Olá, Val tudo bem?

Entendi a sua explicação.

Mas me parece que a maioria das pessoas que usam a escrita de sinais entenderam que; se as duas mão fazem o mesmo movimento para a mesma direção , então usa-se seta de ponta aberta (General Arrow ) independente se elas estão sobrepostas ou não. Um exemplo disso são os sinais extraídos do dicionário Trilíngue  Capovilla.

 

Hello, Val okay?
I understood his explanation.
But it seems that most people who use writing signals understood that if both hands are doing the same move in the same direction, then it uses open-headed arrow (General Arrow) regardless if they are overlapping or not. An example of this signals are extracted from the dictionary Trilingual Capovilla.

 

 

 Orgulhoso                orientador        original

 

Me parece que se tais sinais forem escritos com a seta de ponta aberta (General Arrow ) a leitura não saíra errada, porque entendo que as duas mão se movimentam para a mesma direção.

 

It seems to me that such signs are written with the open-headed arrow (General Arrow) reading had not come out wrong, because I believe that both hands move in the same direction.

¨¨¨¨¨¨¨¨¨¨¨¨¨¨¨

Essa então seria a forma correta de escrever os sinais acima? Me parece que nas duas grafias não haverá erro na leitura dos sinais.

This then would be the correct way to write the above signs? Seems to me that the two spellings no error in reading the signs.

 

Val, desculpe se não estou entendendo ou se fiz alguma confusão.

Val, sorry if I do not understand or did some confusion.

 

Beijos



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Date: Sat, 25 Feb 2012 06:51:27 -0800
From: [log in to unmask]
Subject: Re: both-hand arrow
To: [log in to unmask]

It will be a pleasure!

I love spelling! (For the sign languages... For the oral languages , NO! NEVER! lol) 

--- Em sáb, 25/2/12, Valerie Sutton <[log in to unmask]> escreveu:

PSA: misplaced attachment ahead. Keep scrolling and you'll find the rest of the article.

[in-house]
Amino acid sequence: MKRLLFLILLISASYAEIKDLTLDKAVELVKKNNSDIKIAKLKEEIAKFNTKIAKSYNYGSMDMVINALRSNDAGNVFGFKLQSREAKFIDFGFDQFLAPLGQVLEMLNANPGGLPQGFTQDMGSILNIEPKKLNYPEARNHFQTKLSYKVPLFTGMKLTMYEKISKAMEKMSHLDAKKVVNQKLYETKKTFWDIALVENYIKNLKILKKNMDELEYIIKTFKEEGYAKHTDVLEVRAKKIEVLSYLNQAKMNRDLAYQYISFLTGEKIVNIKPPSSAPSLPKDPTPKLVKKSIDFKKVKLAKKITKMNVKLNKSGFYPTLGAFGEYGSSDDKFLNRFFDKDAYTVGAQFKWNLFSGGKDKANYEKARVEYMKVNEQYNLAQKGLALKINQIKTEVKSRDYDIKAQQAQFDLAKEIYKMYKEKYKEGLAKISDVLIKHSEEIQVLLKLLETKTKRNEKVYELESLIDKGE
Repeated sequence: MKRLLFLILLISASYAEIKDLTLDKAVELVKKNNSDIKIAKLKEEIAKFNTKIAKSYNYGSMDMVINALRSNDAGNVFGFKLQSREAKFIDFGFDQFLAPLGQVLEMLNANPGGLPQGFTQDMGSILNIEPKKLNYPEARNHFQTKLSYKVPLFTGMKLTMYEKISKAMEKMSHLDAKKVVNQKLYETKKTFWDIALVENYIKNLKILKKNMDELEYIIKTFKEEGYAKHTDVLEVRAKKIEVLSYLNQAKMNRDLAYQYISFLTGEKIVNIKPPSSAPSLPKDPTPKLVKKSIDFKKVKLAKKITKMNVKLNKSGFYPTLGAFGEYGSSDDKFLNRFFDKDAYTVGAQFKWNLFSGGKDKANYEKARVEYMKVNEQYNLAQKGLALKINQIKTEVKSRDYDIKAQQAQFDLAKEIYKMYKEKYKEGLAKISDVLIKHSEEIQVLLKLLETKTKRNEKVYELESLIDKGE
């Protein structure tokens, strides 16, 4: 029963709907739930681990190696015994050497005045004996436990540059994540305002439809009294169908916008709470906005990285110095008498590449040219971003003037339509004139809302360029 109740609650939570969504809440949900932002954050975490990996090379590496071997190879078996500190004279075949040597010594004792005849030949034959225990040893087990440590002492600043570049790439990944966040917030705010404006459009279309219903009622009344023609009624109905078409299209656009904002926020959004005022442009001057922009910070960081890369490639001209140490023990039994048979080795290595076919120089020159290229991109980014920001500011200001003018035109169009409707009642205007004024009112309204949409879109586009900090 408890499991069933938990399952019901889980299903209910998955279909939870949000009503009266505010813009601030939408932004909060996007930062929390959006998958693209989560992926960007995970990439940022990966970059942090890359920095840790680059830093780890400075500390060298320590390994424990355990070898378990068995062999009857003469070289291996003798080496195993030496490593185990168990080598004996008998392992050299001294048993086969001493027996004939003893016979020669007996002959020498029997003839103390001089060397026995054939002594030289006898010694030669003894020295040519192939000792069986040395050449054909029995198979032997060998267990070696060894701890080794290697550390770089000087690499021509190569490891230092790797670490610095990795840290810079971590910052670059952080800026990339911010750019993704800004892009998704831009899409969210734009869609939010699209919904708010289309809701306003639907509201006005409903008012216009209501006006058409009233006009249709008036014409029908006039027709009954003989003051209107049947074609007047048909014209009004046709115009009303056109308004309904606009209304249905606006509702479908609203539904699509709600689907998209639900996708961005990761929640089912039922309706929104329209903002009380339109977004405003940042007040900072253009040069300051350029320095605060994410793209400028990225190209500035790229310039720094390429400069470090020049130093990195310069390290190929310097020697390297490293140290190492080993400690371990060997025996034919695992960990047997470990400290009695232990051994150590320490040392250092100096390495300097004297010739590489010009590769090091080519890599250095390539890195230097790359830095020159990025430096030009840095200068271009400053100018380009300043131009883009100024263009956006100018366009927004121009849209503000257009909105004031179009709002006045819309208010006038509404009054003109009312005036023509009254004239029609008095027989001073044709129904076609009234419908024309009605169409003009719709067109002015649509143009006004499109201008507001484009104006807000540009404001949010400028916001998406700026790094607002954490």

De: Valerie Sutton <[log in to unmask]>
Assunto: Re: both-hand arrow
Para: [log in to unmask]
Data: Sábado, 25 de Fevereiro de 2012, 5:31

SignWriting List
February 24, 2012

You know, the General Arrow is not a "both-hand" arrow - it is an "overlapping path" arrow -

Yuri - Can I ask you a favor? Can you teach the "SignWriting in Brazil Facebook group " about Overlapping Paths in Portuguese?

Google Translate does not do a perfect job - Here is the Google Translation - Can you fix the Portuguese for me? Many thanks!!  Val ;-)


----------

As setas direita, esquerda e Geral estão representando "os caminhos do movimento".

Imagine sua mão direita tem tinta preta sobre ela. Sua mão esquerda tem pintura branca. Há um caminho preto, e um caminho branco mostrando o movimento no espaço.

Agora imagine duas mãos se movendo para baixo, lado a lado. Eles pintam dois caminhos separados no espaço ... um caminho negro e um caminho branco.

Mas agora imaginar as duas mãos, com um acima do outro, mas não contactando ... simplesmente um acima do outro. Quando as duas mãos começam a mover-se juntos, as tintas acima um em cima do caminho do outro no fundo ... Os dois combinam caminhos ... E quando eles se misturam ... você não pode ver preto ou branco - torna-se cinza e ... de modo que o caminho é o GREY Arrowhead Geral ...

Eles também poderiam ser entrar em contato ... mas os caminhos a preto e branco têm de se sobrepor, para se tornar cinza. Não requer contato.

Isto é ensinado nos livros didáticos "Basics Signwriting" a partir de 2009, que é gratuito para download na web. Ir para:

SignWriting Aulas on-line
http://www.SignWriting.org/lessons

e baixar o número 1 na página web - Noções básicas chamadas Signwriting.

Aqui está o trecho do livro, na página 34 do livro (número de página no livro) ... a página PDF é a página 39 -


-----

The Right, Left and General Arrowheads are representing "movement paths".

Imagine your right hand has black paint on it. Your left hand has white paint on it. There is a black path, and a white path showing movement in space.

Now imagine two hands moving down, side by side. They paint two separate paths in space…a black path and a white path.